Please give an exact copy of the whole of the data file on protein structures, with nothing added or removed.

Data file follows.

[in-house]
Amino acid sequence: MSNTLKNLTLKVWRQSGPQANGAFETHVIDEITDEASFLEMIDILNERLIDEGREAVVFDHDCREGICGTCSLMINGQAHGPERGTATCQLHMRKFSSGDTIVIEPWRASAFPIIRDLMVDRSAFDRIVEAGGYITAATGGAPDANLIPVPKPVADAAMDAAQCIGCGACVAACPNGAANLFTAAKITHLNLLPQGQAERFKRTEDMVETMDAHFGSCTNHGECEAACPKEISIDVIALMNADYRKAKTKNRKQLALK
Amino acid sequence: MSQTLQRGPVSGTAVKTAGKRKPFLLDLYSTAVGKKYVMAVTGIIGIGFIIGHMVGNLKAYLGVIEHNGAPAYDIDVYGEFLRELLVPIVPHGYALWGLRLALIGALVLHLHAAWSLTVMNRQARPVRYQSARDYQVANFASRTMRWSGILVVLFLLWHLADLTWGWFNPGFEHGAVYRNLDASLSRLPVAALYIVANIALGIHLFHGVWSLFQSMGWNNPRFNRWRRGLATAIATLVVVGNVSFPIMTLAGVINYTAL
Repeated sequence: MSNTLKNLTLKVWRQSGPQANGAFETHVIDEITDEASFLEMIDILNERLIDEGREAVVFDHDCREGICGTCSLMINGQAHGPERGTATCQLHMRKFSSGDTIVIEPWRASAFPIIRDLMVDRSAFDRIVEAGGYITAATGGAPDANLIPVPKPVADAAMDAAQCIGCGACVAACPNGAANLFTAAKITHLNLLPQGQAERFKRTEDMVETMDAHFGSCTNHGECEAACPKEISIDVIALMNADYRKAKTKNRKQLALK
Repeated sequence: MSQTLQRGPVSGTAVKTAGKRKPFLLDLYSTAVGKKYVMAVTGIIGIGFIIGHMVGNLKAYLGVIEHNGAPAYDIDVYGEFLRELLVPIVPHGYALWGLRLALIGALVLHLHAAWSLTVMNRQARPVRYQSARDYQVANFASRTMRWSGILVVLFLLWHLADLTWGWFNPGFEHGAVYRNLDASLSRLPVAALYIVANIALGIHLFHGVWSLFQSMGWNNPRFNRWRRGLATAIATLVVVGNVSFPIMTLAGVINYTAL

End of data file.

[in-house]
Amino acid sequence: MSNTLKNLTLKVWRQSGPQANGAFETHVIDEITDEASFLEMIDILNERLIDEGREAVVFDHDCREGICGTCSLMINGQAHGPERGTATCQLHMRKFSSGDTIVIEPWRASAFPIIRDLMVDRSAFDRIVEAGGYITAATGGAPDANLIPVPKPVADAAMDAAQCIGCGACVAACPNGAANLFTAAKITHLNLLPQGQAERFKRTEDMVETMDAHFGSCTNHGECEAACPKEISIDVIALMNADYRKAKTKNRKQLALK
Amino acid sequence: MSQTLQRGPVSGTAVKTAGKRKPFLLDLYSTAVGKKYVMAVTGIIGIGFIIGHMVGNLKAYLGVIEHNGAPAYDIDVYGEFLRELLVPIVPHGYALWGLRLALIGALVLHLHAAWSLTVMNRQARPVRYQSARDYQVANFASRTMRWSGILVVLFLLWHLADLTWGWFNPGFEHGAVYRNLDASLSRLPVAALYIVANIALGIHLFHGVWSLFQSMGWNNPRFNRWRRGLATAIATLVVVGNVSFPIMTLAGVINYTAL
Repeated sequence: MSNTLKNLTLKVWRQSGPQANGAFETHVIDEITDEASFLEMIDILNERLIDEGREAVVFDHDCREGICGTCSLMINGQAHGPERGTATCQLHMRKFSSGDTIVIEPWRASAFPIIRDLMVDRSAFDRIVEAGGYITAATGGAPDANLIPVPKPVADAAMDAAQCIGCGACVAACPNGAANLFTAAKITHLNLLPQGQAERFKRTEDMVETMDAHFGSCTNHGECEAACPKEISIDVIALMNADYRKAKTKNRKQLALK
Repeated sequence: MSQTLQRGPVSGTAVKTAGKRKPFLLDLYSTAVGKKYVMAVTGIIGIGFIIGHMVGNLKAYLGVIEHNGAPAYDIDVYGEFLRELLVPIVPHGYALWGLRLALIGALVLHLHAAWSLTVMNRQARPVRYQSARDYQVANFASRTMRWSGILVVLFLLWHLADLTWGWFNPGFEHGAVYRNLDASLSRLPVAALYIVANIALGIHLFHGVWSLFQSMGWNNPRFNRWRRGLATAIATLVVVGNVSFPIMTLAGVINYTAL